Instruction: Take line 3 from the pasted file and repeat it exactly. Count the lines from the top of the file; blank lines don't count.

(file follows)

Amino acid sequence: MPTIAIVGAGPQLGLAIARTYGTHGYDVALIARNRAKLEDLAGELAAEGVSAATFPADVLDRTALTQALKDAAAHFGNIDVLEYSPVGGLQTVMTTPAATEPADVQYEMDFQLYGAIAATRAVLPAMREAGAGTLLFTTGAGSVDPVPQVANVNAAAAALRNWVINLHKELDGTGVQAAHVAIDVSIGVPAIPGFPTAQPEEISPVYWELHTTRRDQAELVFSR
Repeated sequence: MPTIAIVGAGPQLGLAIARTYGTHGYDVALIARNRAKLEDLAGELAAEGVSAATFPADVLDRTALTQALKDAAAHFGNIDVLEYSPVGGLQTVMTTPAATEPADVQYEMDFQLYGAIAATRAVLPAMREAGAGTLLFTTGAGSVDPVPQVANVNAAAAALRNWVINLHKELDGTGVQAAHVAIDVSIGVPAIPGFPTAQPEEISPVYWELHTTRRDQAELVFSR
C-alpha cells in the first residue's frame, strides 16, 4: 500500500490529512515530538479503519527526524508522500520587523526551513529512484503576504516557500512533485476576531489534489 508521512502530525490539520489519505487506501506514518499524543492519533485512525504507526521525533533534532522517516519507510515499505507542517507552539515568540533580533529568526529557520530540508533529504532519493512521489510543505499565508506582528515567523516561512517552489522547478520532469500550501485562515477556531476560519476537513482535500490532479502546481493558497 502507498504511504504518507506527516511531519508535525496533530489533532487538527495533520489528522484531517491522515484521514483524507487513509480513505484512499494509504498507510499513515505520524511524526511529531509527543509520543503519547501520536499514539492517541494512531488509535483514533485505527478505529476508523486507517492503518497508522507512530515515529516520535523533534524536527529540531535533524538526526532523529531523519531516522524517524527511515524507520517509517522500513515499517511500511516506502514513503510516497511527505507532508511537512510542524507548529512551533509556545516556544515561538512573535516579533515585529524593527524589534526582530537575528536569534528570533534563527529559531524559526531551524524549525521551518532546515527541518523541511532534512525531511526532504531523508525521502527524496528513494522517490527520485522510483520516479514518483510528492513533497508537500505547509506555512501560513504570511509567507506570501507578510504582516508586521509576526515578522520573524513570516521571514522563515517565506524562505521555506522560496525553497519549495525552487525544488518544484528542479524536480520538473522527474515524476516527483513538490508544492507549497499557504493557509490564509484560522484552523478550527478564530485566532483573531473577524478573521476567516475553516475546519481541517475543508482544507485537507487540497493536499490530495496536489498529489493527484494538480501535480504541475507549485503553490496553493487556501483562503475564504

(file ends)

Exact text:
C-alpha cells in the first residue's frame, strides 16, 4: 500500500490529512515530538479503519527526524508522500520587523526551513529512484503576504516557500512533485476576531489534489 508521512502530525490539520489519505487506501506514518499524543492519533485512525504507526521525533533534532522517516519507510515499505507542517507552539515568540533580533529568526529557520530540508533529504532519493512521489510543505499565508506582528515567523516561512517552489522547478520532469500550501485562515477556531476560519476537513482535500490532479502546481493558497 502507498504511504504518507506527516511531519508535525496533530489533532487538527495533520489528522484531517491522515484521514483524507487513509480513505484512499494509504498507510499513515505520524511524526511529531509527543509520543503519547501520536499514539492517541494512531488509535483514533485505527478505529476508523486507517492503518497508522507512530515515529516520535523533534524536527529540531535533524538526526532523529531523519531516522524517524527511515524507520517509517522500513515499517511500511516506502514513503510516497511527505507532508511537512510542524507548529512551533509556545516556544515561538512573535516579533515585529524593527524589534526582530537575528536569534528570533534563527529559531524559526531551524524549525521551518532546515527541518523541511532534512525531511526532504531523508525521502527524496528513494522517490527520485522510483520516479514518483510528492513533497508537500505547509506555512501560513504570511509567507506570501507578510504582516508586521509576526515578522520573524513570516521571514522563515517565506524562505521555506522560496525553497519549495525552487525544488518544484528542479524536480520538473522527474515524476516527483513538490508544492507549497499557504493557509490564509484560522484552523478550527478564530485566532483573531473577524478573521476567516475553516475546519481541517475543508482544507485537507487540497493536499490530495496536489498529489493527484494538480501535480504541475507549485503553490496553493487556501483562503475564504